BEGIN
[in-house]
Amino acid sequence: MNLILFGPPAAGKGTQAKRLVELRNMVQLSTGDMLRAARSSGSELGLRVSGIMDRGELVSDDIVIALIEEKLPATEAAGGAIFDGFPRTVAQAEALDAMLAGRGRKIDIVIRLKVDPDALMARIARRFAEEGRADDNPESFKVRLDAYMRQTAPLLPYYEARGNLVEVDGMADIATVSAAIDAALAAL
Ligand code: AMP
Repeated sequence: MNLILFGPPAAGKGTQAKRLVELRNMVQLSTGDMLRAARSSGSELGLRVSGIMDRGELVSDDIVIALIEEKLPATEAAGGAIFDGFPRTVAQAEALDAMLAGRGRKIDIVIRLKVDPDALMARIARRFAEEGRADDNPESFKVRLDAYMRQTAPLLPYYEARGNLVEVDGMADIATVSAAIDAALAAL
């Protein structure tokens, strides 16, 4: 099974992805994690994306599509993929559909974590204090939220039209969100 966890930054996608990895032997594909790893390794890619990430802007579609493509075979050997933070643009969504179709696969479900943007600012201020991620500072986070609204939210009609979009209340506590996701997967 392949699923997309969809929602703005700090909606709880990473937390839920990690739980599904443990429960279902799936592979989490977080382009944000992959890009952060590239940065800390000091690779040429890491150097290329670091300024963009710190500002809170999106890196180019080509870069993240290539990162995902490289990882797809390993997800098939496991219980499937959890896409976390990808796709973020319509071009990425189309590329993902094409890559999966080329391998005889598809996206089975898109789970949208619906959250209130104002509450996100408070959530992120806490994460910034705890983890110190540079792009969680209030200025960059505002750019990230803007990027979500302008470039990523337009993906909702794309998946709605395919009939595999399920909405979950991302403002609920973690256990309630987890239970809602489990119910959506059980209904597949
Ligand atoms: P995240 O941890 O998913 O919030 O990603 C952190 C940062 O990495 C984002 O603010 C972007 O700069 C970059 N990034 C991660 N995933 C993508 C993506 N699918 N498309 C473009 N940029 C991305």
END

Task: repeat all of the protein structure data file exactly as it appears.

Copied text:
[in-house]
Amino acid sequence: MNLILFGPPAAGKGTQAKRLVELRNMVQLSTGDMLRAARSSGSELGLRVSGIMDRGELVSDDIVIALIEEKLPATEAAGGAIFDGFPRTVAQAEALDAMLAGRGRKIDIVIRLKVDPDALMARIARRFAEEGRADDNPESFKVRLDAYMRQTAPLLPYYEARGNLVEVDGMADIATVSAAIDAALAAL
Ligand code: AMP
Repeated sequence: MNLILFGPPAAGKGTQAKRLVELRNMVQLSTGDMLRAARSSGSELGLRVSGIMDRGELVSDDIVIALIEEKLPATEAAGGAIFDGFPRTVAQAEALDAMLAGRGRKIDIVIRLKVDPDALMARIARRFAEEGRADDNPESFKVRLDAYMRQTAPLLPYYEARGNLVEVDGMADIATVSAAIDAALAAL
């Protein structure tokens, strides 16, 4: 099974992805994690994306599509993929559909974590204090939220039209969100 966890930054996608990895032997594909790893390794890619990430802007579609493509075979050997933070643009969504179709696969479900943007600012201020991620500072986070609204939210009609979009209340506590996701997967 392949699923997309969809929602703005700090909606709880990473937390839920990690739980599904443990429960279902799936592979989490977080382009944000992959890009952060590239940065800390000091690779040429890491150097290329670091300024963009710190500002809170999106890196180019080509870069993240290539990162995902490289990882797809390993997800098939496991219980499937959890896409976390990808796709973020319509071009990425189309590329993902094409890559999966080329391998005889598809996206089975898109789970949208619906959250209130104002509450996100408070959530992120806490994460910034705890983890110190540079792009969680209030200025960059505002750019990230803007990027979500302008470039990523337009993906909702794309998946709605395919009939595999399920909405979950991302403002609920973690256990309630987890239970809602489990119910959506059980209904597949
Ligand atoms: P995240 O941890 O998913 O919030 O990603 C952190 C940062 O990495 C984002 O603010 C972007 O700069 C970059 N990034 C991660 N995933 C993508 C993506 N699918 N498309 C473009 N940029 C991305």